Photo from Twitter of Black Brant in Pittsgrove, NJ
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NASA’s last launch attempt for mission KiNET-X

6 mins read

After seven unsuccessful launches, the rocket finally got the clear to launch. From the Wallops Flight Facility, the Black Brant XII carrying the KiNET-X mission successfully launched from the Wallops Flight Facility on Sunday, May 16, at 8:36 p.m. Eastern Time (ET)


Launch attempt no.1

On the Eastern Shore of Virginia, NASA’s Wallops Flight Facility was set to launch a four-stage Black Brant XII rocket Saturday, May 8, at 8:02 p.m. ET. The launch clock was put on hold at T-15 minutes to wait for better weather conditions. Due to upper-level winds not being within the required limits for a safe launch NASA scrubbed and rescheduled it to May 9.

Launch attempt no.2

May 9. NASA Wallops announced the launch window would open at 8:03 p.m. The launch clock was put on hold at T-15 minutes. Announcing on Twitter “Black Brant XII sounding rocket carrying the KiNET-X payload has been postponed,” to Monday, May 10, at 8:04 p.m “due to upper due to upper-level winds.”

Launch attempt no.3

May 10. The clock was put on hold at T-15 minutes until launch as to wait, yet again, for better weather conditions. Adding the “window will remain open until 8:44 p.m. EDT.” Black Brant XII sounding rocket was soon scrubbed and postponed to Tuesday, May 11, at 8:05 p.m. 

Launch attempt no.4

May 11. NASA Wallops Twitter said they plan on holding at T-15 minutes for weather conditions and had pushed the launch time from 8:03 p.m to 8:36 p.m. While holding the launch clock at T-3 minutes to wait for confirmation from the Principal Investigator in Bermuda, it was then scrubbed once more. Saying on Twitter, the next opportunity will be “no earlier than May 12, at 8:06 p.m. EDT,” adding “backup days run through May 16.”

Launch attempt no.5

May 12. Around noon Eastern Time the rocket launch window was extended to 7:59 pm through 8:53 pm. But NASA soon announced the launch “has been postponed to provide time for inspection of the rocket after the vehicle came in contact with a launcher support during today’s preparations.” The next opportunity was at 8:02 p.m on Friday, May 14.

Launch attempt no.6

On May 13, another tweet was posted stating the prior date “is now scheduled for no earlier than Saturday, May 15, with the window opening at 8:10 p.m.” Elaborating that time in between was for the team to continue their inspection on the rocket and launcher after the vehicle came in contact with a launcher support during launch preparations.”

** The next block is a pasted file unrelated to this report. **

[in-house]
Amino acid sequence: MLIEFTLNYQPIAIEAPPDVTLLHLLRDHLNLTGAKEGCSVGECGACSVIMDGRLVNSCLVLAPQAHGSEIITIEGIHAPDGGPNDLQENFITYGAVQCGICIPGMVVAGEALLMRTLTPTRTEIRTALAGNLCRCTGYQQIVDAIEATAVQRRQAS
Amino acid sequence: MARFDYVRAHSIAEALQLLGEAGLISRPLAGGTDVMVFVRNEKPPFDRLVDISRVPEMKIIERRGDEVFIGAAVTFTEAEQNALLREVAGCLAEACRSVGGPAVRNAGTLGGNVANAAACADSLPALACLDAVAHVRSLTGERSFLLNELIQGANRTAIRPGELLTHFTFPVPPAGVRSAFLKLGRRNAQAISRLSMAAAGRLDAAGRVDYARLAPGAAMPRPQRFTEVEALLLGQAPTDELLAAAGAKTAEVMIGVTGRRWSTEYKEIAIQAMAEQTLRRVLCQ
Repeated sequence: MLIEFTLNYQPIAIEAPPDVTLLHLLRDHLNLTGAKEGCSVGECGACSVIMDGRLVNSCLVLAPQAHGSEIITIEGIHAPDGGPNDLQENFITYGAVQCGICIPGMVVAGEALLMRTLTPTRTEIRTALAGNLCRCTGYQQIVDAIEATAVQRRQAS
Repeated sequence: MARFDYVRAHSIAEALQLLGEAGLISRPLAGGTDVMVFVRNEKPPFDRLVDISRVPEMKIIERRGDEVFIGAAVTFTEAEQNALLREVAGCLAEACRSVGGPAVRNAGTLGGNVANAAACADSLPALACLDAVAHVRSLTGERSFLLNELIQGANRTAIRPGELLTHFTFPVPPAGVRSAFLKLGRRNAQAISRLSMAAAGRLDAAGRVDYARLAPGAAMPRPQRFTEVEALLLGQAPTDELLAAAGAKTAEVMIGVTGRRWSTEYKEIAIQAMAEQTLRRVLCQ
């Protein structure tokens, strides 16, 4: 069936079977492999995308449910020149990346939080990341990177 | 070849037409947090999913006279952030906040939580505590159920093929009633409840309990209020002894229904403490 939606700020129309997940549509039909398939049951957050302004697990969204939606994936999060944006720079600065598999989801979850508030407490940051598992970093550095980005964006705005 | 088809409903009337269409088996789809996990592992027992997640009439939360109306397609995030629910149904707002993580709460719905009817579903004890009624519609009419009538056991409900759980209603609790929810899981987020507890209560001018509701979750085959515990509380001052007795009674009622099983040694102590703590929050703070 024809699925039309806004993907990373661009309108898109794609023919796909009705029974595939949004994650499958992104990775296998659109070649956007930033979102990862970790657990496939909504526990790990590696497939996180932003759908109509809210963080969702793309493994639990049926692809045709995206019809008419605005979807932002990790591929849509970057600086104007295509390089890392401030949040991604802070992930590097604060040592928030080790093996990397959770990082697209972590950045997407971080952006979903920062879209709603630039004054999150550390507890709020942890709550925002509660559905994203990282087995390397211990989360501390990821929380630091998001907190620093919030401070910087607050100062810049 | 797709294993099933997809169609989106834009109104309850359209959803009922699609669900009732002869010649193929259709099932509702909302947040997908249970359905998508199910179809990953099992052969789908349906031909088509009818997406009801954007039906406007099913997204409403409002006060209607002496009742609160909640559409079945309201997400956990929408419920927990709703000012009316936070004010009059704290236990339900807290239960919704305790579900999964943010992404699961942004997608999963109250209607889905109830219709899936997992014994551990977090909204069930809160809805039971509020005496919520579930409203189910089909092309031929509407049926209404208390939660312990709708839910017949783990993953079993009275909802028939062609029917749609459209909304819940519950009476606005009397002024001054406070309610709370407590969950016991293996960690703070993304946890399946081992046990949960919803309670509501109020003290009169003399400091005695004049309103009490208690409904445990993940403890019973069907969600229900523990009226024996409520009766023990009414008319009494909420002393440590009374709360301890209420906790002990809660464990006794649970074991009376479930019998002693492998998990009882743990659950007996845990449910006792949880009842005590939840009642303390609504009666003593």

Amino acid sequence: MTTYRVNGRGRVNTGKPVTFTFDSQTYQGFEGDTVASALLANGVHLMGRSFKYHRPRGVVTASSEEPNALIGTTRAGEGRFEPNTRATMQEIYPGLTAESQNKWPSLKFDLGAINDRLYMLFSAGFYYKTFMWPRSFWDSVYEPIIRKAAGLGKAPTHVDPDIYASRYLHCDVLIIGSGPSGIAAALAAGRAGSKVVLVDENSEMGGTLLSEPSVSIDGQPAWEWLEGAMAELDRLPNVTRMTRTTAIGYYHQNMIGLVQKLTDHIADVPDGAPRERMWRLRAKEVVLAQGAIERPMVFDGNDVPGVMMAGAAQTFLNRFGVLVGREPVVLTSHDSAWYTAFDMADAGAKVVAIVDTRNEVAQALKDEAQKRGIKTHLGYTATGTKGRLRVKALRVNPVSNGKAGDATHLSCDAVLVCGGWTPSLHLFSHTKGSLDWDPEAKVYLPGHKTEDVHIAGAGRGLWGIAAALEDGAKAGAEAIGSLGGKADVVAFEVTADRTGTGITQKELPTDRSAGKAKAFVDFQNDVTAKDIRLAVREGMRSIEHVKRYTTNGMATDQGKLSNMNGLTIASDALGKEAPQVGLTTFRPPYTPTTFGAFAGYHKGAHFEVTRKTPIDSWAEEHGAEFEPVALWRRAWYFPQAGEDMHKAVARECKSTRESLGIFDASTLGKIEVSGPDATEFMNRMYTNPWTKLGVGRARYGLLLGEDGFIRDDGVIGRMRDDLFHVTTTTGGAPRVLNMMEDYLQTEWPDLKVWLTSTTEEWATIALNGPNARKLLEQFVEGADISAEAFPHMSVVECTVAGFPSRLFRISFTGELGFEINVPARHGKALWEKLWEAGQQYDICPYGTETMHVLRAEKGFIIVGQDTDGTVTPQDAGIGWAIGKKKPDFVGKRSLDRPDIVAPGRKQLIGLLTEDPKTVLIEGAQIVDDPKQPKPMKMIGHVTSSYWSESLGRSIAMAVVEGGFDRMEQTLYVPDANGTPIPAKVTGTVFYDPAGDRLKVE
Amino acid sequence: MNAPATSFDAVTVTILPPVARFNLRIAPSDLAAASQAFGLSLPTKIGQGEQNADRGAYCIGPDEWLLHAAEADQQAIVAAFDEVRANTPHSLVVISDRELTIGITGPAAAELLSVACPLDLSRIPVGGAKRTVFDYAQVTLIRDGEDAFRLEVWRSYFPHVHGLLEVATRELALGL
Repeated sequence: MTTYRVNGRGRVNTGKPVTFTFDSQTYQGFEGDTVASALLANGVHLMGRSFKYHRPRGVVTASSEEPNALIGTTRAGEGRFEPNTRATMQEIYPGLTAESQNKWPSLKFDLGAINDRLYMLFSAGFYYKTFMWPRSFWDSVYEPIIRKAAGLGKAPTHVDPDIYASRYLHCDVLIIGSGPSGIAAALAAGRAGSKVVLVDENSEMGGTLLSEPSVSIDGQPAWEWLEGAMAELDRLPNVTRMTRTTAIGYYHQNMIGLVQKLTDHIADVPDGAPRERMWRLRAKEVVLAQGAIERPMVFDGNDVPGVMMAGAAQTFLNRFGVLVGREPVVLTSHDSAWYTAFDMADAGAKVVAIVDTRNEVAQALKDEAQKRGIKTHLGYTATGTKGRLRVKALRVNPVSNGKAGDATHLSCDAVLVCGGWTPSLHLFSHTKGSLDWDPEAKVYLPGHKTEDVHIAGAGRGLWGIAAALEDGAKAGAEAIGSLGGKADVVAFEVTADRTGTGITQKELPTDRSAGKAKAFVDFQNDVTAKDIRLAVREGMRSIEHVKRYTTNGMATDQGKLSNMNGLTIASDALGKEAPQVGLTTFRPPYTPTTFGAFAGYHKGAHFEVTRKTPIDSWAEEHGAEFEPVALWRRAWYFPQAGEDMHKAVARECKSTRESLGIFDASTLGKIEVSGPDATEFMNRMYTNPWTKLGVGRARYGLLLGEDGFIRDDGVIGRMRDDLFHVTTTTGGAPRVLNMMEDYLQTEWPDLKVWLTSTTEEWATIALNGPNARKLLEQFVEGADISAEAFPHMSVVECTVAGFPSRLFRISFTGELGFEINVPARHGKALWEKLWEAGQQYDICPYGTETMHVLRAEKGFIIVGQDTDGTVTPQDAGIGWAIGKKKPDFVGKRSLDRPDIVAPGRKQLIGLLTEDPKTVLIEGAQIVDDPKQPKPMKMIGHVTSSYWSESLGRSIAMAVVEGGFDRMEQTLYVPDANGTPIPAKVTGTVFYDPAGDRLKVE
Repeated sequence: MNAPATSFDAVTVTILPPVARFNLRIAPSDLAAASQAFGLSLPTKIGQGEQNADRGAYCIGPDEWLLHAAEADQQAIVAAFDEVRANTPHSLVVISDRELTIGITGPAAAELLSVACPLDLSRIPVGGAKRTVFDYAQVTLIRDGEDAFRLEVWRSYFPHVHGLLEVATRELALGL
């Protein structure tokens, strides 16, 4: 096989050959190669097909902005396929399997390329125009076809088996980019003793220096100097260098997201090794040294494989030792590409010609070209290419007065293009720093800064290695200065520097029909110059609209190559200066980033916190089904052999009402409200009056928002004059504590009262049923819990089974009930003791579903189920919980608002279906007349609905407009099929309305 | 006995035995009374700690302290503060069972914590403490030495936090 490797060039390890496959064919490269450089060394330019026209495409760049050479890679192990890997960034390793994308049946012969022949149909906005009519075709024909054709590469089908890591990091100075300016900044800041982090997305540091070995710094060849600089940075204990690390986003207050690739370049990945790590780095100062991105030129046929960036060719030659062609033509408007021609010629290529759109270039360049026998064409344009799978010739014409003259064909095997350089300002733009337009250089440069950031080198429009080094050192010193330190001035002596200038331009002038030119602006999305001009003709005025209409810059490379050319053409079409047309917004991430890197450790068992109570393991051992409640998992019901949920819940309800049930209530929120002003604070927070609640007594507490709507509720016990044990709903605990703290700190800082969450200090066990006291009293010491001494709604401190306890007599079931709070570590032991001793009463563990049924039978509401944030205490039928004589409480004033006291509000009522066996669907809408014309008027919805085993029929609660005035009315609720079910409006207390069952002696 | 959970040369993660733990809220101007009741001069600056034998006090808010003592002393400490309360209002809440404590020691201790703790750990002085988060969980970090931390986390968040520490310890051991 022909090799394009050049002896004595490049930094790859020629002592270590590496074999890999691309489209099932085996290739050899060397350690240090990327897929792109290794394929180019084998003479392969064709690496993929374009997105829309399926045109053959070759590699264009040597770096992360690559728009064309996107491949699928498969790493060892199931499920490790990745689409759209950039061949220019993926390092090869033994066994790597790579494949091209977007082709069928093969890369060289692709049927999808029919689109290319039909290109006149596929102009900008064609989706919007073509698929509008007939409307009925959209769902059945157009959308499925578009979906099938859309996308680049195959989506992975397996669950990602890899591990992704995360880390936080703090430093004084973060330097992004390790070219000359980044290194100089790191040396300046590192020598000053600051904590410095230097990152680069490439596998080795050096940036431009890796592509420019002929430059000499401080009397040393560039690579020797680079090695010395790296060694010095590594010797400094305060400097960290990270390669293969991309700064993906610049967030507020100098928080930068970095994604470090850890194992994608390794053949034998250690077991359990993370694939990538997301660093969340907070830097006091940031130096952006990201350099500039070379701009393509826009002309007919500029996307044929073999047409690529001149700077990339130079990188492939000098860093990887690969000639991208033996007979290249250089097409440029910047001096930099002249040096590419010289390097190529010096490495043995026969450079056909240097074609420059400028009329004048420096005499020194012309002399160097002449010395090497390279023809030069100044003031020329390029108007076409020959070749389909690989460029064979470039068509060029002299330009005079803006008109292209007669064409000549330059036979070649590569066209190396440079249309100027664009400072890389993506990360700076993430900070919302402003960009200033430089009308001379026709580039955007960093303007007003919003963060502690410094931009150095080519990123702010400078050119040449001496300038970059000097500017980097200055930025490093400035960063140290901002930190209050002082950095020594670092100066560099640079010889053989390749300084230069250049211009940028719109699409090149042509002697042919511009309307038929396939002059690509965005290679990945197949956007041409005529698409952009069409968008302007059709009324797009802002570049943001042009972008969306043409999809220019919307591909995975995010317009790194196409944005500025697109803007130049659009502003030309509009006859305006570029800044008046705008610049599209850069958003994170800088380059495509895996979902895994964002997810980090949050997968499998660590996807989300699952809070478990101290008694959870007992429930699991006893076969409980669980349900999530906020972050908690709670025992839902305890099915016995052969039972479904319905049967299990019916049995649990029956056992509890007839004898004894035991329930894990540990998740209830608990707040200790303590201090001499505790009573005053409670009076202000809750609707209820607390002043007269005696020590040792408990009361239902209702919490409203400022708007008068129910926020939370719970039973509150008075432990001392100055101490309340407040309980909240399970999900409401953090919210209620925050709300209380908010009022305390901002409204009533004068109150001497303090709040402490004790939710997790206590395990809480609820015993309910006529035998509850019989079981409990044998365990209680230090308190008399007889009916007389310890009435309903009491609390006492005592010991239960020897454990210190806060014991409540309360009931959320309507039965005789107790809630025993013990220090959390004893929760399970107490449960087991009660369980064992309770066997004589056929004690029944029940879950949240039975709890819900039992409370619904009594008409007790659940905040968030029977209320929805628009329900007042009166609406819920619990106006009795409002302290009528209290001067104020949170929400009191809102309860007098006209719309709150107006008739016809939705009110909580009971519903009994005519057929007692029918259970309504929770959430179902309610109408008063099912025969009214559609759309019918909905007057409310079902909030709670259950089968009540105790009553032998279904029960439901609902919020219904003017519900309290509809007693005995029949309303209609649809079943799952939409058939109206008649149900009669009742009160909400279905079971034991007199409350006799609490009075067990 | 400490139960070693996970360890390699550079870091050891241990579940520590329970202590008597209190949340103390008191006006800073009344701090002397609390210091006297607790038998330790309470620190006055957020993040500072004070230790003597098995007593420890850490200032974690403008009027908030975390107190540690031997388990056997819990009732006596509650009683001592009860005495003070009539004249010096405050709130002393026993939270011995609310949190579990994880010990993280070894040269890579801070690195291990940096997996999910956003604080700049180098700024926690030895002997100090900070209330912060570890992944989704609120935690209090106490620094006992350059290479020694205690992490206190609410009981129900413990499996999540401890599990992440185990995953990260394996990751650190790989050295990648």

Launch attempt no.7

May 15. The KiNET-X sounding rocket was set to launch at 8:03 p.m. ET. The clock was put on holding at T-10 minutes for Principal Investigator in Bermuda to confirm a safe launch. Unfortunately, cloud coverage over Bermuda scrubbed NASA’s seventh attempt. It was then rescheduled to May 16.



Rocket science rundown

Mission KiNET-X, or Kinetic-scale Energy and momentum Transport eXperiment, is designed to study a primary problem in space plasmas, namely, how are energy and momentum transported between different regions of space that are magnetically connected?

The KiNET-X experiment consists of a single rocket launch carrying seven separable payloads. Diagnostic instrumentation is carried on the main payload and four small sub payloads, nicknamed “Bobs.” These four “Bobs” — measuring the size of two-liter soda bottles — make measurements of the space environment through which the barium-vapor-induced disturbance travels. Rest assured the barium vapor is not harmful to the environment or public health.

This map shows when the rocket may be visible after launch from NASA’s Wallops Flight Facility. Two vapor clouds will form north of Bermuda about 9 minutes and 30 seconds after launch as part of the mission and may also be visible from eastern United States and Bermuda.
Image courtesy of NASA/Christian Billie

Barium vapor will be released approximately 9 minutes and 30 seconds to around 10 minutes after launch at about 217-249 miles (349-400 kilometers) altitude over the Atlantic Ocean and 540-560 miles (869-901 kilometers) downrange from Wallops and just north of Bermuda. Once exposed to sunlight the vapor clouds quickly ionize and take on a violet color, the spherical clouds are a mixture of green and violet. This phase only lasts for 30 seconds when the un-ionized component of the cloud diffuses away. It is not likely for one to see this with the naked eye because the motion of the neutral portion of the clouds is not constrained by the magnetic field lines, they spread out more quickly and the fact the human eye doesn’t see violet colors very well in darkness.

Logan Kent

Logan is an ambitious, yet head-strong, "underdog." He strives to support the overlooked and bring attention to both big and small happenings in the world through journalism.

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